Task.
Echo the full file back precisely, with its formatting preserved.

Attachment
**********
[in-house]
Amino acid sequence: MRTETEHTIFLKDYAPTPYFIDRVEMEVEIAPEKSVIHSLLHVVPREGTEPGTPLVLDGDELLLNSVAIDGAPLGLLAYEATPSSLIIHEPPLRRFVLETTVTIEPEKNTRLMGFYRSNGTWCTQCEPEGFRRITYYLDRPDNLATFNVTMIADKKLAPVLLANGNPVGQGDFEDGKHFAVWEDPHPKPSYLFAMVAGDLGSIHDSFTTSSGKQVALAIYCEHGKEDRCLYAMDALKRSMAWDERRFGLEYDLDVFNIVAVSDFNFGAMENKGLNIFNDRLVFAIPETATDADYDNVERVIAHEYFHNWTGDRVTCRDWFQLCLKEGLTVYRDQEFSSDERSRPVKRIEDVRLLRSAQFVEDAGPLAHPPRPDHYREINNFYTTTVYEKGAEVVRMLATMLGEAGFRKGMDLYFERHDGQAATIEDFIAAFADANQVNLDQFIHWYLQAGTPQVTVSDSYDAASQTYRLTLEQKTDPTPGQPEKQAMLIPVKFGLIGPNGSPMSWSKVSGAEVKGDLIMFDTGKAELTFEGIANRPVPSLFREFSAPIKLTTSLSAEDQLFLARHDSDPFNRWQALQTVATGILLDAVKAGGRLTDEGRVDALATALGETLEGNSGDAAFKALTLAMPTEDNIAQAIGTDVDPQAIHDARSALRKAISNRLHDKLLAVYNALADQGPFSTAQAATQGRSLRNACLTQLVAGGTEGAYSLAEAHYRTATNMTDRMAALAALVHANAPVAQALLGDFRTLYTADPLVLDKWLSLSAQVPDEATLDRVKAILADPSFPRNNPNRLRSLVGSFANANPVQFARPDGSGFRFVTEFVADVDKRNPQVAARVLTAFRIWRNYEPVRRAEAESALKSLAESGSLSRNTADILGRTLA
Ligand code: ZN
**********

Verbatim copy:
[in-house]
Amino acid sequence: MRTETEHTIFLKDYAPTPYFIDRVEMEVEIAPEKSVIHSLLHVVPREGTEPGTPLVLDGDELLLNSVAIDGAPLGLLAYEATPSSLIIHEPPLRRFVLETTVTIEPEKNTRLMGFYRSNGTWCTQCEPEGFRRITYYLDRPDNLATFNVTMIADKKLAPVLLANGNPVGQGDFEDGKHFAVWEDPHPKPSYLFAMVAGDLGSIHDSFTTSSGKQVALAIYCEHGKEDRCLYAMDALKRSMAWDERRFGLEYDLDVFNIVAVSDFNFGAMENKGLNIFNDRLVFAIPETATDADYDNVERVIAHEYFHNWTGDRVTCRDWFQLCLKEGLTVYRDQEFSSDERSRPVKRIEDVRLLRSAQFVEDAGPLAHPPRPDHYREINNFYTTTVYEKGAEVVRMLATMLGEAGFRKGMDLYFERHDGQAATIEDFIAAFADANQVNLDQFIHWYLQAGTPQVTVSDSYDAASQTYRLTLEQKTDPTPGQPEKQAMLIPVKFGLIGPNGSPMSWSKVSGAEVKGDLIMFDTGKAELTFEGIANRPVPSLFREFSAPIKLTTSLSAEDQLFLARHDSDPFNRWQALQTVATGILLDAVKAGGRLTDEGRVDALATALGETLEGNSGDAAFKALTLAMPTEDNIAQAIGTDVDPQAIHDARSALRKAISNRLHDKLLAVYNALADQGPFSTAQAATQGRSLRNACLTQLVAGGTEGAYSLAEAHYRTATNMTDRMAALAALVHANAPVAQALLGDFRTLYTADPLVLDKWLSLSAQVPDEATLDRVKAILADPSFPRNNPNRLRSLVGSFANANPVQFARPDGSGFRFVTEFVADVDKRNPQVAARVLTAFRIWRNYEPVRRAEAESALKSLAESGSLSRNTADILGRTLA
Ligand code: ZN